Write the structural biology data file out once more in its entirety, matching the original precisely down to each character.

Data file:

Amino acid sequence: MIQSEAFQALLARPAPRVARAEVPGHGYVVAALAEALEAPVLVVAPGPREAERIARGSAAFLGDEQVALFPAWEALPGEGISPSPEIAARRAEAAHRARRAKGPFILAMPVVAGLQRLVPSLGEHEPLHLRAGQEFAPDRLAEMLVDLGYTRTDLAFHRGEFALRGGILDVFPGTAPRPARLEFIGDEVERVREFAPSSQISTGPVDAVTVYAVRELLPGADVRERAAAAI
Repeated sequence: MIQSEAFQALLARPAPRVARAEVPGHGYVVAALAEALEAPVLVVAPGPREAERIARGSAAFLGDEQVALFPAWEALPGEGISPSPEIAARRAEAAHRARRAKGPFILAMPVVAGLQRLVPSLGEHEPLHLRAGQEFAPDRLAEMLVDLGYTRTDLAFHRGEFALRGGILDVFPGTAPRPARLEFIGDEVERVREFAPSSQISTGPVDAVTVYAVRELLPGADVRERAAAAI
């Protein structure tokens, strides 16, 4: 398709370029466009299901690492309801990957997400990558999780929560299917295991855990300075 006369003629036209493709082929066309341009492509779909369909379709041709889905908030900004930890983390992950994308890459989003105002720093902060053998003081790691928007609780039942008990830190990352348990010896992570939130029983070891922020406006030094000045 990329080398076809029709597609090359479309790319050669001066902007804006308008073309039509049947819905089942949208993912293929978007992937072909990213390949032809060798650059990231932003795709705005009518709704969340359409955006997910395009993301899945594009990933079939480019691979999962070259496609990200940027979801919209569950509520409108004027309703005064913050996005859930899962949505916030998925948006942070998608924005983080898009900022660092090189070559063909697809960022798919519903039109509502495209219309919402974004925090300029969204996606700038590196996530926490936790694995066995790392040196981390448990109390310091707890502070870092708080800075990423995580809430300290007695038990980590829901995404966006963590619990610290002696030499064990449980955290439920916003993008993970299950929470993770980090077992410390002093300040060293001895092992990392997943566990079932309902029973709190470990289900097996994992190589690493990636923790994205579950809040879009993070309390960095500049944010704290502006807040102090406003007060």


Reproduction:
Amino acid sequence: MIQSEAFQALLARPAPRVARAEVPGHGYVVAALAEALEAPVLVVAPGPREAERIARGSAAFLGDEQVALFPAWEALPGEGISPSPEIAARRAEAAHRARRAKGPFILAMPVVAGLQRLVPSLGEHEPLHLRAGQEFAPDRLAEMLVDLGYTRTDLAFHRGEFALRGGILDVFPGTAPRPARLEFIGDEVERVREFAPSSQISTGPVDAVTVYAVRELLPGADVRERAAAAI
Repeated sequence: MIQSEAFQALLARPAPRVARAEVPGHGYVVAALAEALEAPVLVVAPGPREAERIARGSAAFLGDEQVALFPAWEALPGEGISPSPEIAARRAEAAHRARRAKGPFILAMPVVAGLQRLVPSLGEHEPLHLRAGQEFAPDRLAEMLVDLGYTRTDLAFHRGEFALRGGILDVFPGTAPRPARLEFIGDEVERVREFAPSSQISTGPVDAVTVYAVRELLPGADVRERAAAAI
């Protein structure tokens, strides 16, 4: 398709370029466009299901690492309801990957997400990558999780929560299917295991855990300075 006369003629036209493709082929066309341009492509779909369909379709041709889905908030900004930890983390992950994308890459989003105002720093902060053998003081790691928007609780039942008990830190990352348990010896992570939130029983070891922020406006030094000045 990329080398076809029709597609090359479309790319050669001066902007804006308008073309039509049947819905089942949208993912293929978007992937072909990213390949032809060798650059990231932003795709705005009518709704969340359409955006997910395009993301899945594009990933079939480019691979999962070259496609990200940027979801919209569950509520409108004027309703005064913050996005859930899962949505916030998925948006942070998608924005983080898009900022660092090189070559063909697809960022798919519903039109509502495209219309919402974004925090300029969204996606700038590196996530926490936790694995066995790392040196981390448990109390310091707890502070870092708080800075990423995580809430300290007695038990980590829901995404966006963590619990610290002696030499064990449980955290439920916003993008993970299950929470993770980090077992410390002093300040060293001895092992990392997943566990079932309902029973709190470990289900097996994992190589690493990636923790994205579950809040879009993070309390960095500049944010704290502006807040102090406003007060």